TWO PROTOTYPE QUANTUM COMPUTERS have gone head-to-head for the first time in a showdown to see which is the fastest and most accurate.
The two devices, one created by IBM and the other by the University of Maryland, work in different ways, but are able to compete on a like-for-like basis because they process algorithms in the same way.
Both machines are five-qubit devices, the qubit being the unit of quantum information. The IBM device is based around five loops of superconducting metal, the currents through which are controlled by microwaves, whereas the University of Maryland machine uses five ytterbium ions constrained by an electromagnetic field and manipulated using lasers.
The experiment, which was led by Chris Monroe, a physicist at the University of Maryland, was made possible because IBM opened up its quantum chip to make it programmable by regular online users, rather than just by scientists in the lab, as has been the case up until now.
The difficulty in maintaining the superposition states for the duration of a calculation as well as the probabilistic nature of quantum mechanics means that, as yet, quantum computers are not nearly as accurate as their digital counterparts and therefore cannot be considered general purpose devices. But the fact they can perform calculations in parallel rather than sequentially makes them many times faster.
During the experiment, a set of standard algorithms was run on each device and the output compared. In the event, the University of Maryland computer was more accurate, getting the answer right an average of 77.1 per cent times across all of the algorithms tested.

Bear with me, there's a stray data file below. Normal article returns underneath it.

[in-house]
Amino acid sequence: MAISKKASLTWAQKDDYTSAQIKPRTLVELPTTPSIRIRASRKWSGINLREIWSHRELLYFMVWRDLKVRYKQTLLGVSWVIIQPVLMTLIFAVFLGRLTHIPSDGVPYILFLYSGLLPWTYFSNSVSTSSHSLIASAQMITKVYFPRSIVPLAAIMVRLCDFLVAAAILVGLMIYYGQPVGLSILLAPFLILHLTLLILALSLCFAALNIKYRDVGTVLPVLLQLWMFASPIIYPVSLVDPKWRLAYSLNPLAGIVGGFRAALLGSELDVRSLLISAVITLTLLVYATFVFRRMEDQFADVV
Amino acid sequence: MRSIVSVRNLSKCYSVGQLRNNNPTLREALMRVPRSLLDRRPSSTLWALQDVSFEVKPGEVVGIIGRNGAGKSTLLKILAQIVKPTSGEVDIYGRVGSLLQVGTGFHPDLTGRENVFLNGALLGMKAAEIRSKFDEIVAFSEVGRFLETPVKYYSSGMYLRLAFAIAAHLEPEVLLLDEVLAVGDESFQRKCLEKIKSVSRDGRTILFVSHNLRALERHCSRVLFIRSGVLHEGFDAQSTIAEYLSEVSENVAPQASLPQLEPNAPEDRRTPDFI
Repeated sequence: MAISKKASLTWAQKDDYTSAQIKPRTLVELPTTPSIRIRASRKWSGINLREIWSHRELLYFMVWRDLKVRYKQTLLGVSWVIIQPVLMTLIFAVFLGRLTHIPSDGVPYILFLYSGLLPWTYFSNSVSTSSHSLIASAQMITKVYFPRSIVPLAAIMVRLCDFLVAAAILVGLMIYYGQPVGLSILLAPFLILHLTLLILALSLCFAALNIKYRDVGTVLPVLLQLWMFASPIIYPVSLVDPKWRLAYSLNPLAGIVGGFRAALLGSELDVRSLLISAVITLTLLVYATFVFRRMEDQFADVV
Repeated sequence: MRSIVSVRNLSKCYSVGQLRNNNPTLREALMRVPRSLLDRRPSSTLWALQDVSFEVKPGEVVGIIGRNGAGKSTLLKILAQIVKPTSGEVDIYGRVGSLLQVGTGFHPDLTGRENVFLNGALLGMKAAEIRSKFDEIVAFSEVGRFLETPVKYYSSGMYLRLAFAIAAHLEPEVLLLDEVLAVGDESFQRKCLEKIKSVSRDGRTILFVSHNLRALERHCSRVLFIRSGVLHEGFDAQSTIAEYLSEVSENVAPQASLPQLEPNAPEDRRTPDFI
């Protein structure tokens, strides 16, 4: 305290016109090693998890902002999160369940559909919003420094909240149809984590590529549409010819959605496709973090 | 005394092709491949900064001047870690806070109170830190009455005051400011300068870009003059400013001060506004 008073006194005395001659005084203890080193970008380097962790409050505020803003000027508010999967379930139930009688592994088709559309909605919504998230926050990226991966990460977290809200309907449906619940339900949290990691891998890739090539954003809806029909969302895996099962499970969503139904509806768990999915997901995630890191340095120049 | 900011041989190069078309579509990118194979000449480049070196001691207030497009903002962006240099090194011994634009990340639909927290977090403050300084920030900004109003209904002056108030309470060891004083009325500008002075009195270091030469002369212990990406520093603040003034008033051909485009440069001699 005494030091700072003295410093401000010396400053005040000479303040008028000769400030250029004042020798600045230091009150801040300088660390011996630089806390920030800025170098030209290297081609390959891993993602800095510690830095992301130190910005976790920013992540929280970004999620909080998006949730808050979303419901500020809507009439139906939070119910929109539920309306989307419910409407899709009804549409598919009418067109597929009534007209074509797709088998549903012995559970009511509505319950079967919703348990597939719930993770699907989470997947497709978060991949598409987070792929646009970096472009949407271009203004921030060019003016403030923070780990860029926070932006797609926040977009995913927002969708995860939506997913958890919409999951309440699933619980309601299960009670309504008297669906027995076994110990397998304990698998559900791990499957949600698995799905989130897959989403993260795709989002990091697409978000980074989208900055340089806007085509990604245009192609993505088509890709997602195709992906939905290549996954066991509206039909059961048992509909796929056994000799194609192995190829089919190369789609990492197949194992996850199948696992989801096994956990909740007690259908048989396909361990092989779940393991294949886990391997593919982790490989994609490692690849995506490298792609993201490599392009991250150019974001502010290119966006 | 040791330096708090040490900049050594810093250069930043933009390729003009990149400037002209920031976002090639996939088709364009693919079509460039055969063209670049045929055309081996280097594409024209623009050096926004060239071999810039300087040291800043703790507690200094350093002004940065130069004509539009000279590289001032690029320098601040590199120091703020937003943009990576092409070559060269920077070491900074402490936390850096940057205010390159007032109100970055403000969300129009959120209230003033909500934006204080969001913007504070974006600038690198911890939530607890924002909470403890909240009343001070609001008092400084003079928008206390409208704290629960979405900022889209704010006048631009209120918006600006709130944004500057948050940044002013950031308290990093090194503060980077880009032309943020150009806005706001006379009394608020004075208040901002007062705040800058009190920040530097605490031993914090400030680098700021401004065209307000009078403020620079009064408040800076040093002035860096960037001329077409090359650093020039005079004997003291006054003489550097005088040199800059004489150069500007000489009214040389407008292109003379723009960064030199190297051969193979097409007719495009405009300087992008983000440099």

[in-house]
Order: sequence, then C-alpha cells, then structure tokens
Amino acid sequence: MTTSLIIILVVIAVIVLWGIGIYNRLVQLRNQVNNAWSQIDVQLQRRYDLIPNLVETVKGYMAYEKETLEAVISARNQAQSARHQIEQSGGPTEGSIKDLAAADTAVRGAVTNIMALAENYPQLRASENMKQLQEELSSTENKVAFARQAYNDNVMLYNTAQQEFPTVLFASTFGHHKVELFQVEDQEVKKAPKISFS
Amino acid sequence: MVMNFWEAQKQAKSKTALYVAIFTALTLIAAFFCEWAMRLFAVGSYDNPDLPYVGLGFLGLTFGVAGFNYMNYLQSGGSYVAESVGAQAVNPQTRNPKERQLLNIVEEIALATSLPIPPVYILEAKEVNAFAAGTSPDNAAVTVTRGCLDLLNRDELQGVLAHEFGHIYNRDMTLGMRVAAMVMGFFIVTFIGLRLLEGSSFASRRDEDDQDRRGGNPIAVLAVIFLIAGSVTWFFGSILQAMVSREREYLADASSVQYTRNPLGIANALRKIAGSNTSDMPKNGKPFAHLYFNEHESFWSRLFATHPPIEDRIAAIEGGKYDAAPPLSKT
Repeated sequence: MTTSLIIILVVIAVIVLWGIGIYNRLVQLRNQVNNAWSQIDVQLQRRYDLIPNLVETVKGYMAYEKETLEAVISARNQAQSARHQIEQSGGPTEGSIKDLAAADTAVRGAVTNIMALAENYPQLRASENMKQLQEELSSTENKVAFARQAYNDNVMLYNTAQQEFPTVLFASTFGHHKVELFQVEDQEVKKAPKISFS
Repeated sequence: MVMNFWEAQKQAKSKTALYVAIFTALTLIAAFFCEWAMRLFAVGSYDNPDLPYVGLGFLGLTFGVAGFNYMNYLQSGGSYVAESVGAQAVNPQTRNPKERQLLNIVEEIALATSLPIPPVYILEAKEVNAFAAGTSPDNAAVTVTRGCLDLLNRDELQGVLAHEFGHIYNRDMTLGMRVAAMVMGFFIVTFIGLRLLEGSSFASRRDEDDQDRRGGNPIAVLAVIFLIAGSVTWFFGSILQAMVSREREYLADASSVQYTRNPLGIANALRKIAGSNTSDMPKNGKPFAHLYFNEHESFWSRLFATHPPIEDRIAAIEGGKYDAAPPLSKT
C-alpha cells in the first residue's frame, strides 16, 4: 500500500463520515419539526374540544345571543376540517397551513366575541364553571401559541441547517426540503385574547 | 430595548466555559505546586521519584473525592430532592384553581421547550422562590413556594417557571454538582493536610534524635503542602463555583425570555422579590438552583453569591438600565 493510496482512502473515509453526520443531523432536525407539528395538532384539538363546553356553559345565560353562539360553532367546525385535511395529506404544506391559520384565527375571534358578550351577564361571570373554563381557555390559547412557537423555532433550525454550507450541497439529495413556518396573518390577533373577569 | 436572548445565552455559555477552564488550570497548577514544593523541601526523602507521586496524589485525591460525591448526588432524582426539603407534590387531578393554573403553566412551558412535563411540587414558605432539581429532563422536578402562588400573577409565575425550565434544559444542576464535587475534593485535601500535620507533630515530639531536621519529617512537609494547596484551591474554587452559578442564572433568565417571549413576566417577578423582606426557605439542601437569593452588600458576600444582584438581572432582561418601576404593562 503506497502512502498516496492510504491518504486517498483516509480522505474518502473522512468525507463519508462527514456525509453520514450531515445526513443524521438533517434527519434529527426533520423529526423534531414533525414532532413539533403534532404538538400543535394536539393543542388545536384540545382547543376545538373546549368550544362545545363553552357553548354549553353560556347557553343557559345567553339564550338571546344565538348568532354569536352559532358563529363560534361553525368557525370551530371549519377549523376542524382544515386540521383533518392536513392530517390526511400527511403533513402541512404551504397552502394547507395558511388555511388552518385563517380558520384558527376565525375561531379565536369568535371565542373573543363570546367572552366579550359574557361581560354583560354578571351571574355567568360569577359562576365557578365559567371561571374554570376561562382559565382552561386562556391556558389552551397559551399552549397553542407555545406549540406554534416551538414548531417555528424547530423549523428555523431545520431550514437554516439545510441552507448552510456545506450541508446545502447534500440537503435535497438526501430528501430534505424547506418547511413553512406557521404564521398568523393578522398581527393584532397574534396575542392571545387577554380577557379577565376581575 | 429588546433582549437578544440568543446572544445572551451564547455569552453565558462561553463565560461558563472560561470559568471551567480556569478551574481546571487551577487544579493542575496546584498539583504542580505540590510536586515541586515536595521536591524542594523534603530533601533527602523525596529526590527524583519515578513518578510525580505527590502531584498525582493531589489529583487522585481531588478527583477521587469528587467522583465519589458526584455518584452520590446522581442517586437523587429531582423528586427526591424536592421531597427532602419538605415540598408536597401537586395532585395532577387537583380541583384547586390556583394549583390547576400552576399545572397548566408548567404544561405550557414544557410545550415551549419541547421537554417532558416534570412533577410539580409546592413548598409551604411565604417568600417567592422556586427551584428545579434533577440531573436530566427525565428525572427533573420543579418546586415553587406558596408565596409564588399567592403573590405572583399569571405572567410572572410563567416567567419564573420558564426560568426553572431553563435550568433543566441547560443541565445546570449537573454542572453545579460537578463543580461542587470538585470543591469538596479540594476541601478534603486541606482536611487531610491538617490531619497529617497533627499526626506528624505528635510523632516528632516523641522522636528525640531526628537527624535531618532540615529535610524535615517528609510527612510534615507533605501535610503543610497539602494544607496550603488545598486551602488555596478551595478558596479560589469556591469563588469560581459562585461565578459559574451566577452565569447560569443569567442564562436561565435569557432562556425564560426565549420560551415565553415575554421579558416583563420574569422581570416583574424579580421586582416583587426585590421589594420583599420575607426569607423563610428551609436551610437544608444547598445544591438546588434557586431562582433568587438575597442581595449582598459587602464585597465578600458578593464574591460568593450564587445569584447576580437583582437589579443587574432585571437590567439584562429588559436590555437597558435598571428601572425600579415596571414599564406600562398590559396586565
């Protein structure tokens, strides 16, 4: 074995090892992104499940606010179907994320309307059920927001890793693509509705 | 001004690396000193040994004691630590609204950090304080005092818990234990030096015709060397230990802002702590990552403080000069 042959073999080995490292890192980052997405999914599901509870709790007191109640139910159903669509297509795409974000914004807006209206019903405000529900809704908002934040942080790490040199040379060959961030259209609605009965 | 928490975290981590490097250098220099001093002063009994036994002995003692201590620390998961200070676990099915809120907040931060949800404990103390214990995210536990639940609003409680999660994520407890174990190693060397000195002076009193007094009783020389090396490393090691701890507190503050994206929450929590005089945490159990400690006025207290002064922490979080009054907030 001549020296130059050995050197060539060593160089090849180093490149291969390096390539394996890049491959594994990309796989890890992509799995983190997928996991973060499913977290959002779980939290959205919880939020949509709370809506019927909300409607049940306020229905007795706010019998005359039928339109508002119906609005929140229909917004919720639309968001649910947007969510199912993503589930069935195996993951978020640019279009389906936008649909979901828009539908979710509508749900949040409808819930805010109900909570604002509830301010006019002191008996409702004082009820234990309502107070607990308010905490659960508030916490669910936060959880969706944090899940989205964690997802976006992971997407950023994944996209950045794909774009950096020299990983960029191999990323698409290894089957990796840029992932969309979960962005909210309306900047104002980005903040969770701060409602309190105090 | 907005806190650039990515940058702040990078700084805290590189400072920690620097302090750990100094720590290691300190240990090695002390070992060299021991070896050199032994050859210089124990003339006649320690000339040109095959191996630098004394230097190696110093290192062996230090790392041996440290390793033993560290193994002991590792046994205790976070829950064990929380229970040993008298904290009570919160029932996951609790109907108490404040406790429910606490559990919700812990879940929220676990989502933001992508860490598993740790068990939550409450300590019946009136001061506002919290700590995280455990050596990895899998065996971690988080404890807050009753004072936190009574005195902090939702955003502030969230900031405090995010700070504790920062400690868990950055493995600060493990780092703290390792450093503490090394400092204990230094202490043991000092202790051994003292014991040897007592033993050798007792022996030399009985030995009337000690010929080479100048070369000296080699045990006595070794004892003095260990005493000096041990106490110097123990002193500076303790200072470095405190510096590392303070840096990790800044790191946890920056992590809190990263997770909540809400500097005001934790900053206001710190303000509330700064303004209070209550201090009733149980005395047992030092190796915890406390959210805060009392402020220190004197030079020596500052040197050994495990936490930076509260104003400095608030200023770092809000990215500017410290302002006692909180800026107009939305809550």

IBM's superconducting loops could only achieve a success rate of 35.1 per cent. However, it was around 1,000 times faster than the ytterbium ion machine.
The reason for the discrepancies lies in the fragility of the quantum states of the interconnected qubits. In Monroe's device, each ion is able to interact with all the others leading to greater stability, whereas IBM's superconducting loops interact via a central loop, making the quantum state more prone to collapse.
However, IBM believes that the stability of qubit superposition will improve and become more coherent over time. Indeed, Jerry Chow of IBM's quantum computing team has stated that the latest version of IBM's device now features more qubit connections than it did when the experiment was run, bring it closer to its rival in the stability stakes.
The two devices are a long way from being useful general purpose computers. A practical device will require thousands of interacting qubits, the challenge being that maintaining a stable state becomes much more difficult with each qubit added. However, the experiment is a sign of progress according to Simon Benjamin, a physicist at the University of Oxford.
"For a long time, the devices were so immature that you couldn't really put two five-qubit gadgets next to each other and perform this kind of comparison, " he told Science. "It's a sign that this technology is maturing." µ
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